We are now going to create a game you have probably heard of, called Battleship. You will have to use the basic programming skills you gained in the introductory tutorial. It may be helpful to go back and take a look at certain parts if you get stuck.

A lot of these exercises are pulled from Code Academy, and so you can also solve them there by following this link and finding the right module:

What is battleship?

Battleship is a board game for two people. Both of the players are given a certain number of ships to place on a grid. First the players place their ships, then they take turns to guess the coordinates of the opponents ship. After a player have made a guess, the opponent have to reveal whether the shot was a hit or a miss. The players have two boards, one to keep track of their own ships, and one to keep track of where they have shot the other player. The picture below show an example of the game board. The white pins signify missed shots, while the red pins signify hits.

battleship board

Fig. 5 battleship board

What are we going to do?

You can create this entire game with the programming you already know, but to save time we are going to create a simplified version with a smaller game board and fewer ships. After you have created a simple version that works well, you can keep expanding it with more features until you have a more involved game.

Let’s get to it!

Creating the game board.

The first thing we have to do is to create the board itself. The board represents the ocean, and we want it to be a grid so that we can guess a square where we think the opponent has placed a ship by giving the x and y coordinates. Let us create a 5x5 board. If we were to draw it by hand, it would look something like this:

0 0 0 0 0
0 0 0 0 0
0 0 0 0 0
0 0 0 0 0
0 0 0 0 0

You can create a board like this on your computer by using a list of lists. We create a list consisting of 5 elements, where each element is itself a list of 5 elements. This inner list contains only 5 “O” strings. (Capital o, not zero)

Exercises 1

  1. Create a variable board and set it to contain an empty list
  2. Append the list \(\verb+["O", "O", "O", "O", "O"]+\) to board 5 times. Hint: \(\verb+board.append(…)+\)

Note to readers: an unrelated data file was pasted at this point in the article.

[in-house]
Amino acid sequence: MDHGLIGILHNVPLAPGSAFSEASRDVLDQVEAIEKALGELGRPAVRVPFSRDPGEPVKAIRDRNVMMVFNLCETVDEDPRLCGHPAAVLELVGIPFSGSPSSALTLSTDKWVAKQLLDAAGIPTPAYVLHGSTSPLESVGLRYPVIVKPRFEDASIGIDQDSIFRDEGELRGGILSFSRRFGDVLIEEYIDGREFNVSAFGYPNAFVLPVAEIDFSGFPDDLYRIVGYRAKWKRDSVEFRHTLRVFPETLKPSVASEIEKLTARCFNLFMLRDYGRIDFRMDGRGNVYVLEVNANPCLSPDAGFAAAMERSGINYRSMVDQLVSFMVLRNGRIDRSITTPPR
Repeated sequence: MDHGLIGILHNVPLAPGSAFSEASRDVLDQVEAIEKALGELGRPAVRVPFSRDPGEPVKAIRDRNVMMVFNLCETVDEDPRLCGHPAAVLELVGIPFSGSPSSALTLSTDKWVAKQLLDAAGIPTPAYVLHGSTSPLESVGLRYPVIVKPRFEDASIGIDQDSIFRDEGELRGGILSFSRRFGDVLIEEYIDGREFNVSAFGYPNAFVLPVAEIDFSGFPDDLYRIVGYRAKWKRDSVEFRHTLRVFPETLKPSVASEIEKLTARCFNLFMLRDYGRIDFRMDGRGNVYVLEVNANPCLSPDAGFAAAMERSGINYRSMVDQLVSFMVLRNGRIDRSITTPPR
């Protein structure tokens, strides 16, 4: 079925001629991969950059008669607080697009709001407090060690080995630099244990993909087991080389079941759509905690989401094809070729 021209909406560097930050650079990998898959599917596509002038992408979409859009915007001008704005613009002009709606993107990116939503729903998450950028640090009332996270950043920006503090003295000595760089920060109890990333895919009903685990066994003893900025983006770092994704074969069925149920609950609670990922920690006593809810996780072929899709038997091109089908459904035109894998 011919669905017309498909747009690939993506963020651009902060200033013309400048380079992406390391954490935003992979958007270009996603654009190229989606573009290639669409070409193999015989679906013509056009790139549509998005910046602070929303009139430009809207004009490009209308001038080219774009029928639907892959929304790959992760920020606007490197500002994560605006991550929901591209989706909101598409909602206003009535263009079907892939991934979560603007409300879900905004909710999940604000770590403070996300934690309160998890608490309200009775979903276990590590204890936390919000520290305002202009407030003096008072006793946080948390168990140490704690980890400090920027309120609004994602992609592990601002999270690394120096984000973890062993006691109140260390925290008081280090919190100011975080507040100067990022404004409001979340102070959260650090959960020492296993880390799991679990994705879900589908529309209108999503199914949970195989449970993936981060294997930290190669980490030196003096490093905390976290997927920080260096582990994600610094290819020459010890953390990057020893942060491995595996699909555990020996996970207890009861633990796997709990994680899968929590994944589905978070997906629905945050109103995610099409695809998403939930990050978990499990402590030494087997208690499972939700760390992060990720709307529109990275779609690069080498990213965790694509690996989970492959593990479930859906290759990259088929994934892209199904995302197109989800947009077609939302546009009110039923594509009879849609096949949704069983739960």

3. Print board and make sure that you have exactly 25 “O” elements in total.

When you print the board, you do not get a nice grid like the one we drew by hand. Let us try to fix this. We will want to draw the board several times during the game, so it is probably a good idea to define a function that does exactly this. We can start to create the function like so

def print_board(board):

Remember the indentation! Inside the function we will want to create a loop which iterates through the board-list and writes every row of the game on a seperate line

for row in board:
    print row

Exercises 2

  1. finish the function \(\verb+print_board+\)
  2. Make sure the function works by calling it with \(\verb+print_board(board)+\)
  3. Instead of just typing \(\verb+print row+\) inside the \(\verb+for+\) loop, we can write print \(\verb+" ".join(row)+\). This makes the printout even prettier.

Before you move on, you should have a printout that looks like a nice grid. If you cannot do this, try getting some help from a friend or a teacher.

Now that you have created the board we will use, and printed it, you need to learn how to change it. Remember that we can change a list by indexing. If we have a simple list like this

names = ["Lisa", "Mary", "Marcus"]
print names

then we can for example change ‘Marcus’ to ‘Markus’ with indexing

names[2] = "Markus"
print names

Remember that Python begins counting at 0!

Because our board consists of lists inside lists, \(\verb+board[0]+\) returns the list \(\verb+["O", "O", "O", "O", "O"]+\), which we can then index again. Like this

board[0][0] = "X"

Now, we have changed the (0,0) coordinate to “X” instead of “O”. Play around with changing the list until you feel confident you know how it works.

Exercises 3